Human rights, women’s rights and democracy are celebrated through the winners of this year’s Nobel Peace Prize
The Director-General of UNESCO, Irina Bokova, today congratulated the three women who were awarded this year’s Nobel Peace Prize, highlighting the role of women in advancing democracy and human rights in Africa and the Arab region.
“Awarding the Nobel Peace Prize to the first democratically elected woman President in Africa, Ellen Johnson Sirleaf, an old friend of UNESCO, and to two women who are grass root activists for human rights - Leymah Gbowee in Liberia and Tawakkul Karman in Yemen – is a victory for human rights, women’s rights and democracy: a winning trio,” said the Director-General.
“UNESCO welcomes the Nobel Peace Prize Committee’s focus on Africa and the Arab world,” Irina Bokova continued. “We share the Committee’s view that development, democracy and human rights will prevail only with the participation and empowerment of women in both regions.”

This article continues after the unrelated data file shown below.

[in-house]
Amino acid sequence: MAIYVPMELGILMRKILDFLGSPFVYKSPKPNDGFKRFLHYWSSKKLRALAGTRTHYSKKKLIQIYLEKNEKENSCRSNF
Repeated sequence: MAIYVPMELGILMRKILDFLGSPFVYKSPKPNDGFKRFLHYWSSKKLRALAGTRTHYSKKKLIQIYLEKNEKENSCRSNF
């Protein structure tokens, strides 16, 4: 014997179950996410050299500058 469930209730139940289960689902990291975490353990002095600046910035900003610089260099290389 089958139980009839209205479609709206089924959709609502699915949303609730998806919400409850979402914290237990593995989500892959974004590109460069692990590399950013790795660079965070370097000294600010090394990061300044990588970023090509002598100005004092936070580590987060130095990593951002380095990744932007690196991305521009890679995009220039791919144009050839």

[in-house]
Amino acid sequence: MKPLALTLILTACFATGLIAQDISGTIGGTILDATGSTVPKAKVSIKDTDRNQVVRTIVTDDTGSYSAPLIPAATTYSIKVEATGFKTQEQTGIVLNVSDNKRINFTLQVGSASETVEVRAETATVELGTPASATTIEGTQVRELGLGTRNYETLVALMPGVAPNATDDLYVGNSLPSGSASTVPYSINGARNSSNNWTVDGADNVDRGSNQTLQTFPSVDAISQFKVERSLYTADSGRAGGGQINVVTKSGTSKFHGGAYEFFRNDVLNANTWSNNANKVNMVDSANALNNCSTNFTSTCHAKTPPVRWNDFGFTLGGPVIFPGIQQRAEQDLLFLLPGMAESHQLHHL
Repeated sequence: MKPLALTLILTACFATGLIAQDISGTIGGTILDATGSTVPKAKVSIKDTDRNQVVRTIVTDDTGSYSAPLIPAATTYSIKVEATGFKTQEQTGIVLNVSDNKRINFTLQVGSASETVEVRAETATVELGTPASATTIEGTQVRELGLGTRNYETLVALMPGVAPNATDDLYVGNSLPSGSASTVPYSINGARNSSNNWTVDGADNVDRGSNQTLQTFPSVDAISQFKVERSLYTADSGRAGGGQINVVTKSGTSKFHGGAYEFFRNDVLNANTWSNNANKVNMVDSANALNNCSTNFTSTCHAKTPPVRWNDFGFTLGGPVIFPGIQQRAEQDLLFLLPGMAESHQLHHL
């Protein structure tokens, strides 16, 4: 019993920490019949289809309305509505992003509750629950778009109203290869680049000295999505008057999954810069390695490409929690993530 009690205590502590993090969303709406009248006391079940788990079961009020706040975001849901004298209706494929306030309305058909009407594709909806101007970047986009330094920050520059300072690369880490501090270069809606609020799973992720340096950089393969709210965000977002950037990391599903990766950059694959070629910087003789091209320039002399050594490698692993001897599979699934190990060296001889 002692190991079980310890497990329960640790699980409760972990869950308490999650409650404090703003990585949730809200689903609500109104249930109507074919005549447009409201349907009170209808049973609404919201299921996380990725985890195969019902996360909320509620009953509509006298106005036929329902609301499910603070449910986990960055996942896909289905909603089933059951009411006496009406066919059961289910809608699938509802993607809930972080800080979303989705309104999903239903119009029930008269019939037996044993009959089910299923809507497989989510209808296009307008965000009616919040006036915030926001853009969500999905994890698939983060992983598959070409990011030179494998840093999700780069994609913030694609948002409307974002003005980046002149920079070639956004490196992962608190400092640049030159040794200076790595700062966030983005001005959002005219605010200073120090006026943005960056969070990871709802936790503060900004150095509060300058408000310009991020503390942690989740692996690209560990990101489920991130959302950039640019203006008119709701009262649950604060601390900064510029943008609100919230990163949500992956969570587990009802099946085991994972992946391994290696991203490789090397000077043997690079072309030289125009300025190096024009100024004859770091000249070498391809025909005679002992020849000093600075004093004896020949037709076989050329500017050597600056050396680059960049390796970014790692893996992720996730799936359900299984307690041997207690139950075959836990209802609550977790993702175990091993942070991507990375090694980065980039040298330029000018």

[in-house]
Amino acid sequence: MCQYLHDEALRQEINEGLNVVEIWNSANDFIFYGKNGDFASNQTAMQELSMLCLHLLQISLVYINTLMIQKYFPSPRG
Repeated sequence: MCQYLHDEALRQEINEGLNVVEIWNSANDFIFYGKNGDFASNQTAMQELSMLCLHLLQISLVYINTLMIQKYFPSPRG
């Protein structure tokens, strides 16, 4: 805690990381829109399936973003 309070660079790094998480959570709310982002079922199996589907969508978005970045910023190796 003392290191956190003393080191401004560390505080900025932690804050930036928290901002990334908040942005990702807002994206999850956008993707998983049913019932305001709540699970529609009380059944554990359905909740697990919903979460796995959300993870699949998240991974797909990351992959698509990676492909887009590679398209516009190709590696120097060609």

The President of Liberia opened a conference on Women in Politics organized by UNESCO in 2006 as part of its celebration of International Women’s Day (8 March). The President also co-organized (with President of Finland) a major conference on Women’s Leadership in March 2009 in Monrovia, Liberia, which UNESCO helped to prepare.
The winners of the 2011 Nobel Peace Prize were announced by the Norwegian Nobel Committee on 7 October in Oslo.